Crews work on a section of an overpass that collapsed from a large fire on Interstate 85 in Atlanta, Friday, March 31, 2017. Many commuters in some of Atlanta's densely populated northern suburbs will have to find alternate routes or ride public transit for the foreseeable future after a massive fire caused a bridge on Interstate 85 to collapse Thursday, completely shutting down the heavily traveled highway. (AP Photo/David Goldman)

The Latest: Drivers hit Atlanta roads after bridge collapse

April 03, 2017 - 7:29 am

ATLANTA (AP) — The Latest on commuters facing traffic challenge after fiery collapse of a major Atlanta interstate bridge. (all times local):

7:25 a.m.

Traffic appeared light Monday morning around 6 a.m. as the first full workweek opens since the fiery collapse of a major Atlanta interstate bridge.

Crews continued working around the clock to remove scorched debris from the collapsed bridge weakened by a fierce blaze on Thursday. A portion of Interstate 85 is still closed and commuters were redirected to take alternate route to bypass the wrecked area.

Fewer cars are expected to be on the road than usual because spring break for all metro Atlanta public schools began Monday.

The bridge is the key link to some of the city's biggest suburbs. It carries about 400,000 vehicles a day in a city.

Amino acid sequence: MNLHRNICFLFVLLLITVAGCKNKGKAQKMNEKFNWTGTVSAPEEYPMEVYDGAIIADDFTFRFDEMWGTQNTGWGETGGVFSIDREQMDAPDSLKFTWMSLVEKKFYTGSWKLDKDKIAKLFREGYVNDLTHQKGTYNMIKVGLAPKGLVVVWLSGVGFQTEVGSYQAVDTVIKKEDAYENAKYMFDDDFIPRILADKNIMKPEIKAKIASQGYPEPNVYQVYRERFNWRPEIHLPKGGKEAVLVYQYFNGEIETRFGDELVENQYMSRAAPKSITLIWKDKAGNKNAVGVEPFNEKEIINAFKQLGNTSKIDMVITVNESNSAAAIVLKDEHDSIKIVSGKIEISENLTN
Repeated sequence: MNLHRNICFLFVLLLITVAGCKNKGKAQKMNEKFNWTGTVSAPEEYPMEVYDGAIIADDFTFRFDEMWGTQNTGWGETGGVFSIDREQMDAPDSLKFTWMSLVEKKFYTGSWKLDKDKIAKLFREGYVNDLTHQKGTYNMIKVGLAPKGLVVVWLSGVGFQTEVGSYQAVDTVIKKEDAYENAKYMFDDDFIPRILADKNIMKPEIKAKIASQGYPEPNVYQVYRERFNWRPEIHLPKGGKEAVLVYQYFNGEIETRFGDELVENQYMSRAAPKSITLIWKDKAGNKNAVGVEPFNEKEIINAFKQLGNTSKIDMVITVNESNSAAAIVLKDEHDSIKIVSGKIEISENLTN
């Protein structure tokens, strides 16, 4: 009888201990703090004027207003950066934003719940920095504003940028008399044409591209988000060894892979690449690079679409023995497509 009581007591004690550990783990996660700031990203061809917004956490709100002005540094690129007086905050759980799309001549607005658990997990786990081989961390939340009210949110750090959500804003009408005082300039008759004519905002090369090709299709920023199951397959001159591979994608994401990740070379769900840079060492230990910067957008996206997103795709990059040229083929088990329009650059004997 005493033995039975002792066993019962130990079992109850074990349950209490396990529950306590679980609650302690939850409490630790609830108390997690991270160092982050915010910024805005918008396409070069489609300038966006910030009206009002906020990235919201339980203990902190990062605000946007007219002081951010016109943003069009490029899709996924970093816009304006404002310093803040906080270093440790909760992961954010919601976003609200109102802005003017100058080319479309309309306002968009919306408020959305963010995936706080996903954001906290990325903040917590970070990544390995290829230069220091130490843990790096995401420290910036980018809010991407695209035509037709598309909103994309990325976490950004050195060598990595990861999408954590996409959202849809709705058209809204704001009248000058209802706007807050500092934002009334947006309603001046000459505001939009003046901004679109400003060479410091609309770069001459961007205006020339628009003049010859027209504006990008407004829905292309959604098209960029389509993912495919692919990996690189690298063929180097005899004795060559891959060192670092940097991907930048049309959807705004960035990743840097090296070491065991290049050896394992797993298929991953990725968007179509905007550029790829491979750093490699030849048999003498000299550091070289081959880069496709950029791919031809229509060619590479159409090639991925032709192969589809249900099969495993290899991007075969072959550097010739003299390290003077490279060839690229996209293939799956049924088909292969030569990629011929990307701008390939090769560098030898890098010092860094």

Officials pledged after Thursday's collapse of a 350-foot section of Interstate 85 that a replacement bridge would be built as soon as possible, but could it take months.

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3:15 a.m.

Commuters are bracing for big rush hour traffic jams and delays at the start of their first full work week since the fiery collapse of a major Atlanta interstate bridge.

The Southeast's largest city is facing a tough test starting Monday as crews remove a crumpled span of Interstate 85 that collapsed in a fierce fire late last week.

Officials pledged after Thursday's collapse of the 350-foot section of bridge that a replacement bridge would be built as soon as possible, but that could take months. The bridge is the key link to some of the city's biggest suburbs.

The Metropolitan Atlanta Rapid Transit Authority says additional services will be provided Monday.

Authorities say the fire was started by a man smoking crack under the bridge in an area north of downtown Atlanta.

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